Ξ September 28th, 2006 | → 10 Comments | ∇ Animal Stories, Costa Rica, Humor, Life in Costa Rica, Maria Luisa |
A couple of nights ago, Piro started to go crazy in the back yard. This in itself is not so strange as she is a nutty animal under the best of circumstances and can always find something to go crazy about, but this was about 1 AM on a nasty, cold and rainy night and that bore some checking out. ML went to the window and announced that “something big” was in the back yard. I figured she was talking about the pool. Those of you who have spend any time on this blog know that my dear wifey is prone to…emmm… exagerate things. I decided the bed was a better option.
So off she goes, mas o menos sin ropa, to the patio where she can get a better looksy. Next thing I hear is a scream to “come quick” and in her best Ricky Ricardo Spanish (way to fast for me to understand), that “there is something big and alive in the back yard”. Clearly, this was not the pool!
So off I dash (anybody still use the word dash?) to see what this is about. Well there WAS something out there in the rain and cold and it was 1. NOT happy with the dog’s attention and 2. Crawling toward a tree in the corner of the property.
Piro had found an owl (buho) who was evidently hurt or very sick.
ML ran for the camera while I tried to find a thick towel so I could capture it. I needed the towel because something clicked in my memory that owls have strong beeks, nasty claws and an unwillingness to be captured even by those humans with good intentions. Thank you Discovery Channel or Animal Channel!
ML and I got back to the yard just in time to see our owl make it to the piña bush. For those of you who know not a piña bush, they are a nasty little tree that has a ton of sticky things and when touched, can make you a very unhappy camper indeed.
The rain was coming harder, but we had little choice but to wait until morning and try to find it again.
One thing though… it appeared to be a baby and that made sleep all the more difficult.
At 5:30 next morning we were in the back yard. ML was convinced our baby owl had fled, but I was less sure as for the brief time I saw it, it appeared to have a broken wing, and our back yard is surrounded by a ten foot concrete wall that would not be negotiable without the ability to fly.
Sure enough, our owl was perched in a low tree, wet and not looking at all happy. I reached in and dropped a bath towel around her (him?), avinding the beek and claws. It seemed though that the owl was far more interested in being wrapped in a warm towel than fighting the big gringo. It did have a broken wing though, so I am sure that effected its flight or fight reaction.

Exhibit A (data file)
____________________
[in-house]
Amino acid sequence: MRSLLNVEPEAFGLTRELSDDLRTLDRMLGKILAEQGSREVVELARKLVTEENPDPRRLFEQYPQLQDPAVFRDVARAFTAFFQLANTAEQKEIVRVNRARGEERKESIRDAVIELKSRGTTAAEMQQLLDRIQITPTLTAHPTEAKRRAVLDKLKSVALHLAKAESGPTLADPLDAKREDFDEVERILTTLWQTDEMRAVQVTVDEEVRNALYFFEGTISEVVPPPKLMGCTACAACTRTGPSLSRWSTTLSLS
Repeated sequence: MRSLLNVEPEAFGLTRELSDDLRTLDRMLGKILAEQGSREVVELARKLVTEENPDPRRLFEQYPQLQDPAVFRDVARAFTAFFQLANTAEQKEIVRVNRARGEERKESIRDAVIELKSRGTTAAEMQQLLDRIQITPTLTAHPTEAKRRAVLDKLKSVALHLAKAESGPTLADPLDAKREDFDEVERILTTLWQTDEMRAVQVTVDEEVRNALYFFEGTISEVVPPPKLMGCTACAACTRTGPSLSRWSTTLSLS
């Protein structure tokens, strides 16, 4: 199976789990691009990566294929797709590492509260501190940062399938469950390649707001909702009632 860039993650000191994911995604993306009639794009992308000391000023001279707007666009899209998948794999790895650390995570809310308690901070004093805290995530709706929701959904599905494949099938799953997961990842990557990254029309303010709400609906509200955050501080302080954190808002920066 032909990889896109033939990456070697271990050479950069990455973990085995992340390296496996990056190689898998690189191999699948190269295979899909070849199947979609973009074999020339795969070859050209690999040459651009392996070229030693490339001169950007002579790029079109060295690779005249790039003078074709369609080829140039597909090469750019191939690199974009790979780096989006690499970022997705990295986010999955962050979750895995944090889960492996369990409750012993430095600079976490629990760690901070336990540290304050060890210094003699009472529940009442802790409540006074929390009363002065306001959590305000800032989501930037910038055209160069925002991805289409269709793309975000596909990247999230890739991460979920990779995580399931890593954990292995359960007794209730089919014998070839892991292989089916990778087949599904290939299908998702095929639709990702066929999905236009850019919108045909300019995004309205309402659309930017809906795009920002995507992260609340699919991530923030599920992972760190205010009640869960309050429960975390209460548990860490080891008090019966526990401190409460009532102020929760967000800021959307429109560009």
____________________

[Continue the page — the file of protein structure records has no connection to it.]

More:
We decided the best place to take a wounded bird was Zoo Ave.
Zoo Ave is an incredible zoo here in Costa Rica, but something very few tourists ever visit. The times I have been there, it was almost all Costa Rican visitors. This is a shame as Zoo Ave is a marvelous place covering 59 hectares of beautifully landscaped grounds. It is also a wildlife rescue center for injured wildlife.
It sports a HUGE bird collection (the largest in Central America) including numerous toucans, cranes, curassows, parrots, more than 100 other Costa Rican bird species. Zoo Ave is one of only two zoos in the world to display the amazing and resplendent quetzals. (See photo left. Click it to enlarge). There are also crocodile, deer, turtles, ostrich, tapirs, peccaries, pumas, and all the indigenous monkeys in large enclosures. Anyway… Back to the bird!
I had to wait a few hours for the zoo to open, so I decided to keep our little friend in the towel inside a laundry hamper in our closet where it would be dark, quiet and catless. However, when I later went to get her, she was GONE! This, of course, was impossible as it is a small walk-in closet. After 5 minutes of searching, I found her nestled in my shoe! Well I told you she was small! (that and I have big feet).
So I head out to Zoo Ave and meet up with Ingrid who looks exactly like someone sent over from Hollywood casting when a “zoo worker” was required). Our little owl was still all wrapped up in the towel, but undaunted, Ingrid just picks her up bare handed and the bird seemed delighted to just sit on her palm. It seems our owl was very sick indeed and thus not prone to biting. She also told me our little owl was not a baby, but a full grown adult! Ingrid told be they get hundreds of owls and other wild creature brought to the zoo every year.
I signed her over to the zoo which seemed odd, but Ingrid explained that after this little owl is all better (which she assured me was very likely), the bird will be reurned to our yard! Seems they always try to return any injured animal to the placed where it was found.
We are going to wait a while and call Ingrid to get an update. Cool story huh? More later!